As an alumnus of one of the last schools in the US with an honor code, the following email from an alumnus of the US Military Academy was a shock.
The message this woman is promoting is that a cadet who cheats is more honorable than a cadet who doesn't cheat if only he will admit that he cheated.
Gentlemen, this is a far, far cry from an "honor code". This is almost the antithesis to an honor code. I can guarandamntee you that not a single other fellow alumnus whom I know agrees with her. Honorable men simply cannot accept such weasel wording.
This statement prompted us to survey other USMA alumni who provided varying opinions about why the honor code there changed since women were admitted. While none of them repeated this claim, the statements from other women alumni proved to be equally as distressing. Not even selecting the best women minds in the country and spending hundreds of thousands of taxpayers' dollars to mold them into honorable "soldiers" succeeded at that task. What happened instead is that my alma mater was effectively destroyed when it was forced by the courts to accept women in its ranks, based on the "success" of women at the USMA.
I despise the women who destroyed my alma mater and its honor code, using the force of law to do so.
From email@example.comSat Feb 10 11:49:00 1996 Date: Fri, 9 Feb 1996 17:53:58 -0600 From: Bethany Lee <firstname.lastname@example.org> To: fathers <email@example.com> Subject: Re: Please Help VMI
To Whom It May Concern:
As a recent graduate of West Point, I can say that the honor code did not change while there. The code remains "A cadet will not lie, cheat, or steal, nor tolerate those who do." However, the consequences that result when a cadet breaks the code have changed. If a cadet lies, cheats or steals, and doesn't own up to his/her actions, and the Honor Board finds the cadet has violated the code, the cadet will be permanently expelled. However, if a cadet violates the code, and possesses the moral courage to admit it (depending on the severity of the action), the cadet will either be suspended for a year with the option to return with a different year group, or given the option to serve in the Army as a SPC for a year and reapply to the Academy with another yeargroup (if reaccepted). The basis for these changes is that sometimes the more honorable thing to do is to admit your mistakes. If a person can own up to violating the code while knowing the severity of the consequences that ensue, than that person may actually be of stronger moral fiber than one who doesn't violate the code to begin with or one who doesn't get caught. I sincerely believe that no correlation exists between the change in the consequences of the honor code with the admittance of women to West Point. Women have attended West Point for over 25 years now. Why would such changes only be seen 26 years following their admission as opposed to immediately afterwards (or at least in the first decade!).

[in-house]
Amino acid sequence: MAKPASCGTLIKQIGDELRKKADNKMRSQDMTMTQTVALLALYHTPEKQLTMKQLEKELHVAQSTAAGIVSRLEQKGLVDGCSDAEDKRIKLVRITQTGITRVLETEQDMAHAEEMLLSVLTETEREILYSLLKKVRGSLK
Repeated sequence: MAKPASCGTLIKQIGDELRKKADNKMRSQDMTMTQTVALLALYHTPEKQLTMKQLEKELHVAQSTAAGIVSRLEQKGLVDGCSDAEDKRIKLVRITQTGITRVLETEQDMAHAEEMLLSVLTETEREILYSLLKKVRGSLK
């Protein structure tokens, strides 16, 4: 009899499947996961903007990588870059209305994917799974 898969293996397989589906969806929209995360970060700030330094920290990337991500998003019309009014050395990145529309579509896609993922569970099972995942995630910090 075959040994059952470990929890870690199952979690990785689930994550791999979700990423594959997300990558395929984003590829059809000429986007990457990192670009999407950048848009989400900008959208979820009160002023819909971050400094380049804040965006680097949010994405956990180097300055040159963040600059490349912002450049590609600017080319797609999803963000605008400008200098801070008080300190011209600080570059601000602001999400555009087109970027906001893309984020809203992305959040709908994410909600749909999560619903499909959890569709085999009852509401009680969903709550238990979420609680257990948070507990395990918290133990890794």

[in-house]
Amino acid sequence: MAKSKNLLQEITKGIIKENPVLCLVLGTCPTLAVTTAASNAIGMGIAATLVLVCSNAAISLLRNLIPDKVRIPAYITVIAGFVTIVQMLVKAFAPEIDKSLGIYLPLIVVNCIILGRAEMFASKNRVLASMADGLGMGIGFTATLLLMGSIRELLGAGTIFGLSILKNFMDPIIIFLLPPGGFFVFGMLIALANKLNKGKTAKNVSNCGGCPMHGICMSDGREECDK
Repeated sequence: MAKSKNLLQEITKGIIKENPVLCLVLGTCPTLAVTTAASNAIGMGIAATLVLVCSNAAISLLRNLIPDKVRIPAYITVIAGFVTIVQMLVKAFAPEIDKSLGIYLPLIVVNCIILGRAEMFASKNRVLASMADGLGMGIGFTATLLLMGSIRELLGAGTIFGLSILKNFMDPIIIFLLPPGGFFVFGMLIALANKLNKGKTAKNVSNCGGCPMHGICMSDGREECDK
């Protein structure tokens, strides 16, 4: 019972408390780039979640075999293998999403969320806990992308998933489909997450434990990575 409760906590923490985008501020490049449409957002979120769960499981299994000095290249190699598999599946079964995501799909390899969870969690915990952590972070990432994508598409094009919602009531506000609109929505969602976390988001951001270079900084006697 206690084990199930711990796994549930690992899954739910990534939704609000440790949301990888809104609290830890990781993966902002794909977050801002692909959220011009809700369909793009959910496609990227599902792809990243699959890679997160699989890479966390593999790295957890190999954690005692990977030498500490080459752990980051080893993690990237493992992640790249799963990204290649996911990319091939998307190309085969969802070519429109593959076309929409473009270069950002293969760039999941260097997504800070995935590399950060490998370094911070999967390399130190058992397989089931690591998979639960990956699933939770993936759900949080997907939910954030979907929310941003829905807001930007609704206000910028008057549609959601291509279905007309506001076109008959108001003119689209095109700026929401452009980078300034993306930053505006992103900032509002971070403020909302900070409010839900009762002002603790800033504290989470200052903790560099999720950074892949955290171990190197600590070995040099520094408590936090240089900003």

Bethany Lee USMA 1992
Your candid insights into changes at West Point, particularly to the Honor Code, since women were admitted, have enabled the following summary to be completed. Even though the original question was "Do you know if West Point's Honor Code has indeed changed, and is it your opinion that the admission of women led to this change?", these impromptu responses illustrate the breadth of alumni opinions about why or if such changes occurred. Any message which should not be forwarded to the 500 member list should be marked "PERSONAL AND CONFIDENTIAL" in the subject header so it will be used only in the final statistical summary. Otherwise it will be assumed that it is available to the entire forum.
"...never to be content with a half truth when the whole can be won."
Poll results from USMA Almumni on the West Point Honor Code
On 13 Feb 1996, Andrew Diabo wrote: